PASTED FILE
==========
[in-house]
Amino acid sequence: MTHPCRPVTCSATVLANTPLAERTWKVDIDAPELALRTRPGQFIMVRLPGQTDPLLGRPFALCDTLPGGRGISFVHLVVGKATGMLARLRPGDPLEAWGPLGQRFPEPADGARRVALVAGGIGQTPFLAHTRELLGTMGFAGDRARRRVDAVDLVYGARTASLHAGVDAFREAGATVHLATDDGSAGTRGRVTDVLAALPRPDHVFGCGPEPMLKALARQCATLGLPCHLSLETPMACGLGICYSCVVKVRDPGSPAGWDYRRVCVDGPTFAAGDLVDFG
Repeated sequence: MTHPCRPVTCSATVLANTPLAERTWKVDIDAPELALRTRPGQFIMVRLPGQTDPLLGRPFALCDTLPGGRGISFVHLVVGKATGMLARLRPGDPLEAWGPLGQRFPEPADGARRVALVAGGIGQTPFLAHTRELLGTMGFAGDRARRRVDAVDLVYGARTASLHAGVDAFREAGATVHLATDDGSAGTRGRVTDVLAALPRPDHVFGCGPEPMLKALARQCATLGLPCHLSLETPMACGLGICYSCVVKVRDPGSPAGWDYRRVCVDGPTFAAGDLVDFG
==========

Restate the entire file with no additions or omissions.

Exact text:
[in-house]
Amino acid sequence: MTHPCRPVTCSATVLANTPLAERTWKVDIDAPELALRTRPGQFIMVRLPGQTDPLLGRPFALCDTLPGGRGISFVHLVVGKATGMLARLRPGDPLEAWGPLGQRFPEPADGARRVALVAGGIGQTPFLAHTRELLGTMGFAGDRARRRVDAVDLVYGARTASLHAGVDAFREAGATVHLATDDGSAGTRGRVTDVLAALPRPDHVFGCGPEPMLKALARQCATLGLPCHLSLETPMACGLGICYSCVVKVRDPGSPAGWDYRRVCVDGPTFAAGDLVDFG
Repeated sequence: MTHPCRPVTCSATVLANTPLAERTWKVDIDAPELALRTRPGQFIMVRLPGQTDPLLGRPFALCDTLPGGRGISFVHLVVGKATGMLARLRPGDPLEAWGPLGQRFPEPADGARRVALVAGGIGQTPFLAHTRELLGTMGFAGDRARRRVDAVDLVYGARTASLHAGVDAFREAGATVHLATDDGSAGTRGRVTDVLAALPRPDHVFGCGPEPMLKALARQCATLGLPCHLSLETPMACGLGICYSCVVKVRDPGSPAGWDYRRVCVDGPTFAAGDLVDFG